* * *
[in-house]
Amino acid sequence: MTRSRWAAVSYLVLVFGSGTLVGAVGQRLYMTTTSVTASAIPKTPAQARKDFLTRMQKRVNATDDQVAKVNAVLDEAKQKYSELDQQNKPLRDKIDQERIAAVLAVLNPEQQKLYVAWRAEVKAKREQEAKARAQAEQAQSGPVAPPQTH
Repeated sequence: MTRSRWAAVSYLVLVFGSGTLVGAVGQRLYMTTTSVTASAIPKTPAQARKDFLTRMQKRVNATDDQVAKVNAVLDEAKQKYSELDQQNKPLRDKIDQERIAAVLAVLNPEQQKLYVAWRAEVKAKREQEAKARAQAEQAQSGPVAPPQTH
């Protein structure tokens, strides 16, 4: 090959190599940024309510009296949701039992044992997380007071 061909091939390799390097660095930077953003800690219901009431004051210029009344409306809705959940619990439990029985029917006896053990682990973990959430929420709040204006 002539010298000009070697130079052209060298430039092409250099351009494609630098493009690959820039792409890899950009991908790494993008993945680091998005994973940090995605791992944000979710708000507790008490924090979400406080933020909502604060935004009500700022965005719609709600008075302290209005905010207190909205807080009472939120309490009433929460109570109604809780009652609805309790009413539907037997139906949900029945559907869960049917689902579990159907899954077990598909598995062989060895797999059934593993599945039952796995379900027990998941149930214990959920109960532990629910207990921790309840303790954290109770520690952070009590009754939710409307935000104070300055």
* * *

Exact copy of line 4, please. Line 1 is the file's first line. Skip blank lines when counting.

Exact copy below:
């Protein structure tokens, strides 16, 4: 090959190599940024309510009296949701039992044992997380007071 061909091939390799390097660095930077953003800690219901009431004051210029009344409306809705959940619990439990029985029917006896053990682990973990959430929420709040204006 002539010298000009070697130079052209060298430039092409250099351009494609630098493009690959820039792409890899950009991908790494993008993945680091998005994973940090995605791992944000979710708000507790008490924090979400406080933020909502604060935004009500700022965005719609709600008075302290209005905010207190909205807080009472939120309490009433929460109570109604809780009652609805309790009413539907037997139906949900029945559907869960049917689902579990159907899954077990598909598995062989060895797999059934593993599945039952796995379900027990998941149930214990959920109960532990629910207990921790309840303790954290109770520690952070009590009754939710409307935000104070300055």